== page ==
Lawmakers give tire burning the environmental green light

Posted: 5/4/2010

From Chicago Tribune

Backers of a south suburban incinerator muscled legislation through the Illinois House on Monday that would add tire burning to the state's definition of green, renewable energy.

Approved on a bipartisan 61-45 vote, the measure would clear the way for the Geneva Energy tire burner in Ford Heights to reap lucrative state grants, low-interest loans and other incentives originally intended for companies developing pollution-free wind and solar power.

If endorsed by state senators and signed into law by Gov. Pat Quinn, the bill would make the incinerator a player in the growing market for renewable energy in Illinois, where power companies must get at least 10 percent of their electricity from green sources by 2015 and 25 percent by 2025.

Supporters contend the bill would make it easier to safely dispose of millions of scrap tires produced in Illinois each year. The incinerator's top executive also acknowledged the measure's fate could determine whether the tire burner can afford to keep operating.

"This is an opportunity to help an Illinois company," said sponsoring Rep. Will Davis, D-Homewood. "They already have the ability to dispose of those tires. They're simply trying to figure out how they can be more profitable."

Quinn's administration declined to take a position on the measure as it moved through the House during the last week, even though the Illinois Environmental Protection Agency has cited the incinerator with air pollution violations four times since 2006.

Lawmakers resurrected the bill as the U.S. EPA investigates whether Illinois violated environmental justice laws by allowing the incinerator to operate in a small village where more than 95 percent of the population is black and half live in poverty.

"This will be taking money away from wind and solar and renewables and geothermal in our state," said Rep. Karen May, a Highland Park Democrat who opposed the measure.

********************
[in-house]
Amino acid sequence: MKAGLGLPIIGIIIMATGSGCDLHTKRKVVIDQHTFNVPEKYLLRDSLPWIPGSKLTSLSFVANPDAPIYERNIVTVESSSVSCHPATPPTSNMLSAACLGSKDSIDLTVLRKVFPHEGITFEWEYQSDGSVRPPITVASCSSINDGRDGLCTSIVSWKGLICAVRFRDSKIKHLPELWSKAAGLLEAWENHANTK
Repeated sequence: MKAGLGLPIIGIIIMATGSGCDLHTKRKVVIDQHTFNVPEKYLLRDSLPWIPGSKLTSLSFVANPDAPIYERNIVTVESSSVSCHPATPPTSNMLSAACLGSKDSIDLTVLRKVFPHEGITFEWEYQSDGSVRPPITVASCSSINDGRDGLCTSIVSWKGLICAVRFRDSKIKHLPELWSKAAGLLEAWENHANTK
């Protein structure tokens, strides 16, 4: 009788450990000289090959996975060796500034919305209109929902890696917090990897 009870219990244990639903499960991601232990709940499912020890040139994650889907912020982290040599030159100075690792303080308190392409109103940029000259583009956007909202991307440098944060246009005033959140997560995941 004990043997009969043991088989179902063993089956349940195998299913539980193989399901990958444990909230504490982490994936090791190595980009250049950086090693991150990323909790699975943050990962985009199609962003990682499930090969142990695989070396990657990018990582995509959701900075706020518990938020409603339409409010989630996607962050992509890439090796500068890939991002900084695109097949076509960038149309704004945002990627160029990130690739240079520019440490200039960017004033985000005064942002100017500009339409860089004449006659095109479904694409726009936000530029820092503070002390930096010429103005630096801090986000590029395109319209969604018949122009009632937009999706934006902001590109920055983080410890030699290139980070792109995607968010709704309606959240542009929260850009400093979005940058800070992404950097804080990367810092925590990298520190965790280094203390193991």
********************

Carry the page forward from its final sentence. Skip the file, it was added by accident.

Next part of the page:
Ben Rose, the incinerator's president and chief executive, said his company has been working to eliminate pollution problems. "This bill is the difference between us making it or not," he said.

The incinerator currently employs about 17 people, four of whom live in Ford Heights, Rose said.

In other legislative action Monday, a House committee approved several gun-control bills backed by Mayor Richard Daley, including a proposal that would make it illegal to own semi-automatic assault rifles in Illinois.

Under the plan, which may be voted on by the full House later this week, manufacturers in Illinois could keep making the guns, but they could be sold only to buyers outside Illinois or to military and law enforcement. Those already owning assault rifles would have 90 days from the time the idea becomes law to turn them over to police.

Rep. Edward Acevedo, D-Chicago, has pushed unsuccessfully for the ban for years and said its necessity is underscored by recent violence in the city.

"These things are made for mass destruction and don't need to be on the streets," he said.

Opponents said a ban will not prevent criminals from using the high-powered weapons and could hurt gun manufacturers who would lose Illinois customers.

The committee also sent to the floor measures that would require the Illinois State Police to develop an Internet-based system for gun sellers to conduct instant criminal background checks as well as a proposal that would make it a felony to sell a gun to a known gang member.

Original here.

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